Limiting "information" to include only the written form of information, the amount of S.T. information generated in Japan is assessed as in the range of 3 to 4 million items a year. These include journal articles; patent information; technical reports; conference reports; and doctoral dissertation - in order of their quantitative output. it would take a titanic effort to control or systematize this enormous body of information and to aim at a wider circulation and a fuller exchange. It is assumed much of these research efforts are being duplicated even inside Japan, the percentage being put anywhere between 10% and 50%. Computer utilization for control and retrieval of information has now become imperative.

Data Bases

Compared with the U.S. and with Western European countries, Japan has lagged behind in the creation of its own data bases, depending mostly on data bases commercially available from other countries. According to statistics prepared by the authoritative EUSIDIC Data Base Guide for 1983, there are about 485 bibliographic data bases for scientific information in the world, and there are about an equal number (462 to be exact) of fact bases. The U.S. claims the most bibliographic data bases with 155, followed by England with 75, West Germany with 57 and so on. Japan has 8 while the USSR has 7. About a half of the data bases in the U.S. and Western Europe can be retrieved on-line and are commercially available. In the U.S., two such major distributors are DIALOG with its own DIALOG system, and SDC with an ORBIT system; both are available through the TELENET node to Europe, Japan, Australia and some Southeast Asian countries. In Western Europe, there is the Euronet system, a comprehensive data communication network servicing 9 EC and 5 other countries. It is called DIANE (Direct Information Access Network for Europe), and contains information from 45 data bases. In Japan the first on-line international service called VENUS-P was successfully installed on July 25 this year through KDD circuit to Paris and to Korea.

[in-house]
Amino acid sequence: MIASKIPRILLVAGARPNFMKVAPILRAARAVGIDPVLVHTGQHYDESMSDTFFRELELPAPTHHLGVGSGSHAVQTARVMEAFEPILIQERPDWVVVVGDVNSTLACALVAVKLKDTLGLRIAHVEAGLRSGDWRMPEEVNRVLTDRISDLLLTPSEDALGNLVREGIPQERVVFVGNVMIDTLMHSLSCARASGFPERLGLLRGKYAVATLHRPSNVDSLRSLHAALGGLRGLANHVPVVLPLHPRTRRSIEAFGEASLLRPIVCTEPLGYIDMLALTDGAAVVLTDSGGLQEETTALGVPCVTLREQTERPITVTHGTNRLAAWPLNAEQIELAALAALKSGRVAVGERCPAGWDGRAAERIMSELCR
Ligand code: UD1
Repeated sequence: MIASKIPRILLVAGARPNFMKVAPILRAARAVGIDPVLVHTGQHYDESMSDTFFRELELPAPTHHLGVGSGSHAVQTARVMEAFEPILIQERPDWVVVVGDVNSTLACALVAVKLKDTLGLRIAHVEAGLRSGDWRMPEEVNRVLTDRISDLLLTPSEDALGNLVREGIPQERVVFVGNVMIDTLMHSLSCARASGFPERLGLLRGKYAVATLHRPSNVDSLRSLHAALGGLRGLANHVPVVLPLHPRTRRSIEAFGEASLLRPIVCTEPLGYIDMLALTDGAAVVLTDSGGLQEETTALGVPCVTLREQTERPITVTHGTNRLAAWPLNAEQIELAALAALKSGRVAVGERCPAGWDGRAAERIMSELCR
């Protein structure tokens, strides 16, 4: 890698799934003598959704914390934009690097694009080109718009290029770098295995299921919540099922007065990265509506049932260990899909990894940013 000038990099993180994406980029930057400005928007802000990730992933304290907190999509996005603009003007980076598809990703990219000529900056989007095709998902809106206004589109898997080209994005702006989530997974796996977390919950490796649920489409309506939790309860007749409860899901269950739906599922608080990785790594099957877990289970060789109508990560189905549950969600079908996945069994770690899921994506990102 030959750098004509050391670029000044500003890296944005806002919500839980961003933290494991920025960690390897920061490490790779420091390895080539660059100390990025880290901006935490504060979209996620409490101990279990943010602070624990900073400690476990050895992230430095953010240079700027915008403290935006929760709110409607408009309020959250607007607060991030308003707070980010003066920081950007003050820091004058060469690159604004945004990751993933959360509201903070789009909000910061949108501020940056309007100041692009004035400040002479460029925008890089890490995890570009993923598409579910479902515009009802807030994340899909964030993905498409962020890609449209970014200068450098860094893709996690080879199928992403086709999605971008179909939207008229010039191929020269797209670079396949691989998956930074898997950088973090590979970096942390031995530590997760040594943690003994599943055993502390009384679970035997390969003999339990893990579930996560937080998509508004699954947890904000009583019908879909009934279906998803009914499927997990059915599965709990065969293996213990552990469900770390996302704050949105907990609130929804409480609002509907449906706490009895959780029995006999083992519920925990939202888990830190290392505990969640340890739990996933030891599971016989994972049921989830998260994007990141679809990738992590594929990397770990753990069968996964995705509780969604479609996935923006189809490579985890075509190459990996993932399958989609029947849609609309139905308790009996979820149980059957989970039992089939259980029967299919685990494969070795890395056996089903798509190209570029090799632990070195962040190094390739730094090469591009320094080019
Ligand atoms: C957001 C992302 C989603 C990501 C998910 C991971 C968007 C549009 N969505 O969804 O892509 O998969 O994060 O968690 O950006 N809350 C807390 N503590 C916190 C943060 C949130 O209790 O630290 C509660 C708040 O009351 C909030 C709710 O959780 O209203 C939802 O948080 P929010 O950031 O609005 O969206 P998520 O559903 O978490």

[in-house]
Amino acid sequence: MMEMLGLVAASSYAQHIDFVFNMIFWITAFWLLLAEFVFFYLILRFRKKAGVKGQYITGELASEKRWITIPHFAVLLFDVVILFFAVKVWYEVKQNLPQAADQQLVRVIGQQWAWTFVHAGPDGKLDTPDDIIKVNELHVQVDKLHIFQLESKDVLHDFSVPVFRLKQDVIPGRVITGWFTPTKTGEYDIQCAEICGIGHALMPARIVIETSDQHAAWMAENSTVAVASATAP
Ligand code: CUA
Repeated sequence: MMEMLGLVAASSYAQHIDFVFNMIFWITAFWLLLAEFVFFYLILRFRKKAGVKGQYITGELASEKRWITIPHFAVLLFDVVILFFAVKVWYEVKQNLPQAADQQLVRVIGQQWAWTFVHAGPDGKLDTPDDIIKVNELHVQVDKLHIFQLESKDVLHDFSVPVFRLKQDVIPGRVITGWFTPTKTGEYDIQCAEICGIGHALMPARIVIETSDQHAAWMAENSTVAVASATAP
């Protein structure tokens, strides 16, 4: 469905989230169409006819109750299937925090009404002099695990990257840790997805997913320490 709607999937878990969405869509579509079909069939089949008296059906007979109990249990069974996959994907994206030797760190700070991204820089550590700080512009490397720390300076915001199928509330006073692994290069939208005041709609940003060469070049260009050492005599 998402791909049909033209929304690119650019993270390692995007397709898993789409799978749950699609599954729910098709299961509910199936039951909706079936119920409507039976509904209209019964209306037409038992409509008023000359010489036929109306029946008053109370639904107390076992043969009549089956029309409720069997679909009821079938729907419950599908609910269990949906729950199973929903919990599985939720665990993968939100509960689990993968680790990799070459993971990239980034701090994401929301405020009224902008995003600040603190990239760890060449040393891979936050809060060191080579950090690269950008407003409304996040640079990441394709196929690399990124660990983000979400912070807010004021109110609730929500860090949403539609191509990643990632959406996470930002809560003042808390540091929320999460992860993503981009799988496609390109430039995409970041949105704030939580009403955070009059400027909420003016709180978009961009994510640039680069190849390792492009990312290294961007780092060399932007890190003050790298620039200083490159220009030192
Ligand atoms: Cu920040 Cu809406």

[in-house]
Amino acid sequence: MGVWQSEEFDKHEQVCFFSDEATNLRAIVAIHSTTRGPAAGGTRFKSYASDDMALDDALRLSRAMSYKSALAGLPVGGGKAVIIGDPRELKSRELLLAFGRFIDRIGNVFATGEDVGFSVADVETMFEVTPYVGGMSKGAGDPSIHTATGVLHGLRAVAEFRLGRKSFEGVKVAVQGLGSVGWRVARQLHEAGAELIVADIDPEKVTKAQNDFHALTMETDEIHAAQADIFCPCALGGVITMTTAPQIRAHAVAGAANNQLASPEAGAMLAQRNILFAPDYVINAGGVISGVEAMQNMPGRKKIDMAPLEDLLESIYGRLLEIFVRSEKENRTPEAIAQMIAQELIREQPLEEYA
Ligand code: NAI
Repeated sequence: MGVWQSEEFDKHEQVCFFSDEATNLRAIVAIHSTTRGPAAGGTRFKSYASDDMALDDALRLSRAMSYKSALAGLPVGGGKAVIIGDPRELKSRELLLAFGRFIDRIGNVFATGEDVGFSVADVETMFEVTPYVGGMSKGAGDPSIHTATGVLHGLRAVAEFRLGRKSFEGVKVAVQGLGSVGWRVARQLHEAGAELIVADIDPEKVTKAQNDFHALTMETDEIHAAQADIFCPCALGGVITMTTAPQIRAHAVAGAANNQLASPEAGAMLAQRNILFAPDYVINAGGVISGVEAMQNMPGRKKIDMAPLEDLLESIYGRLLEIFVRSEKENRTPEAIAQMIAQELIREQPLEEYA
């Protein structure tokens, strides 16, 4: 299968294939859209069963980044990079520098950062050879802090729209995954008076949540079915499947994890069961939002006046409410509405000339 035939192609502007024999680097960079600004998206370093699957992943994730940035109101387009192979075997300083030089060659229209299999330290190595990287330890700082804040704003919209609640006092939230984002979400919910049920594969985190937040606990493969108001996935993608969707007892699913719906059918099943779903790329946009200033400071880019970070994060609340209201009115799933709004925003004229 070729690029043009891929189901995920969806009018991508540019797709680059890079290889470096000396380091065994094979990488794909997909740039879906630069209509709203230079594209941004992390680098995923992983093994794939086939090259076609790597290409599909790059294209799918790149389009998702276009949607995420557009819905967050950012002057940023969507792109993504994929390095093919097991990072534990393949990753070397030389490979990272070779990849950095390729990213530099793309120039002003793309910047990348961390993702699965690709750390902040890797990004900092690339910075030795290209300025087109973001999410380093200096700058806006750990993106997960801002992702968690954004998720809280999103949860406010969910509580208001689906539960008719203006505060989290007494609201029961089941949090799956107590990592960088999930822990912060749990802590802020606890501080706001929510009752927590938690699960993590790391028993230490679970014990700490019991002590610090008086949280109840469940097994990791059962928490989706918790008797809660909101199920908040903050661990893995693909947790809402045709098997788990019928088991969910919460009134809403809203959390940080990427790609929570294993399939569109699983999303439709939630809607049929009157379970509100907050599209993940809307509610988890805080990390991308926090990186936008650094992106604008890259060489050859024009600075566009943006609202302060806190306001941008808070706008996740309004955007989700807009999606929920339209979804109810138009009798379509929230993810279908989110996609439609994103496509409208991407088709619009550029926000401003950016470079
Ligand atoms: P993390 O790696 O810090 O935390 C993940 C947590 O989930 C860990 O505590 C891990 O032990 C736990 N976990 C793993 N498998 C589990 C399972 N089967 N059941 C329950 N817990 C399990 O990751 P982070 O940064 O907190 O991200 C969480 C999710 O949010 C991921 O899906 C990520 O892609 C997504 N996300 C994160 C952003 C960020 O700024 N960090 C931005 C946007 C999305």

Kind of Data Bases Available in Japan

As stated before, Japan's home-made data bases are still small in number, but then the country can dip into the many commercially available data bases of other countries. The most comprehensive scientific information center is JICST (The Japan Information Center of Science and Technology) with its data base called JOIS. Similar in purpose to America's NTIS (National Technical Information Service), it collects data from more than 50 countries and annually prepares 400,000 abstracts in the Japanese language from 10,560 journals. 40.2% of its data is from Japanese journals, while 21.0% is American titles coming from such data bases as CASEARCH, REDLINE, TOXLINE and others. 10.9% comes from England Including INSPEC data base material. The JICST's 1983 budget is ¥7.4 billion. Although JICST data is intended for Japanese use, it also receives requests for information from abroad. Interestingly enough, 68% of such requests come from Korea and the most frequently sought information is on manufacturing and heavy industry — one prominent field being shipbuilding. This shows that the language barrier between Japan and Korea is minimal and that Koreans sometimes prefer to use the Japanese translations rather than the original language abstracts. The U.S.'s requests for JICST information account for 18% and are for more sophisticated technology.